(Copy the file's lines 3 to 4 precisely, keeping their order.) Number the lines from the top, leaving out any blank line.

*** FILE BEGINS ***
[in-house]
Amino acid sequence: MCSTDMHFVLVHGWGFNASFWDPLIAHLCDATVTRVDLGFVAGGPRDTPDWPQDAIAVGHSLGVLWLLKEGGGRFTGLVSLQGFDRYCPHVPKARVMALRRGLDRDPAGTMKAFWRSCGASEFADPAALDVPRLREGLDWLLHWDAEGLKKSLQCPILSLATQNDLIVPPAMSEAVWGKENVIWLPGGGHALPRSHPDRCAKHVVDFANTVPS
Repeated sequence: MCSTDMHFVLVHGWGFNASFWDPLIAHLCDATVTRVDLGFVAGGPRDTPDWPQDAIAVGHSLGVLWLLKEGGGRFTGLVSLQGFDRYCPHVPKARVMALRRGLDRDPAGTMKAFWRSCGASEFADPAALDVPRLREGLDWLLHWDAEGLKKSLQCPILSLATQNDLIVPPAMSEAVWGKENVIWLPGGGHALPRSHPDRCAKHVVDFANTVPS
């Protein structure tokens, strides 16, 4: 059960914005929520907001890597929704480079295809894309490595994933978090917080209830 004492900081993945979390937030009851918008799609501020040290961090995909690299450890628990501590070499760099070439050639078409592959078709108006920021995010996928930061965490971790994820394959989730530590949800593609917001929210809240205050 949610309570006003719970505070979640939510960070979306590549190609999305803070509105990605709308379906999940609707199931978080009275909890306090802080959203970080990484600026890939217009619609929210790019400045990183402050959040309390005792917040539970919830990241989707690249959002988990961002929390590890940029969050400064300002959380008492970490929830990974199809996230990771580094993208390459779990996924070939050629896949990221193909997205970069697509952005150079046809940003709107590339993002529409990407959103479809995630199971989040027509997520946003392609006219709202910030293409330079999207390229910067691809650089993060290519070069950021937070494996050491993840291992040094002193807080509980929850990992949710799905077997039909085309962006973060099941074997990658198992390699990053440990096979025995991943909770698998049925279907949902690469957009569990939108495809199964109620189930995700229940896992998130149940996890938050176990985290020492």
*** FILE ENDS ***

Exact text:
Repeated sequence: MCSTDMHFVLVHGWGFNASFWDPLIAHLCDATVTRVDLGFVAGGPRDTPDWPQDAIAVGHSLGVLWLLKEGGGRFTGLVSLQGFDRYCPHVPKARVMALRRGLDRDPAGTMKAFWRSCGASEFADPAALDVPRLREGLDWLLHWDAEGLKKSLQCPILSLATQNDLIVPPAMSEAVWGKENVIWLPGGGHALPRSHPDRCAKHVVDFANTVPS
């Protein structure tokens, strides 16, 4: 059960914005929520907001890597929704480079295809894309490595994933978090917080209830 004492900081993945979390937030009851918008799609501020040290961090995909690299450890628990501590070499760099070439050639078409592959078709108006920021995010996928930061965490971790994820394959989730530590949800593609917001929210809240205050 949610309570006003719970505070979640939510960070979306590549190609999305803070509105990605709308379906999940609707199931978080009275909890306090802080959203970080990484600026890939217009619609929210790019400045990183402050959040309390005792917040539970919830990241989707690249959002988990961002929390590890940029969050400064300002959380008492970490929830990974199809996230990771580094993208390459779990996924070939050629896949990221193909997205970069697509952005150079046809940003709107590339993002529409990407959103479809995630199971989040027509997520946003392609006219709202910030293409330079999207390229910067691809650089993060290519070069950021937070494996050491993840291992040094002193807080509980929850990992949710799905077997039909085309962006973060099941074997990658198992390699990053440990096979025995991943909770698998049925279907949902690469957009569990939108495809199964109620189930995700229940896992998130149940996890938050176990985290020492």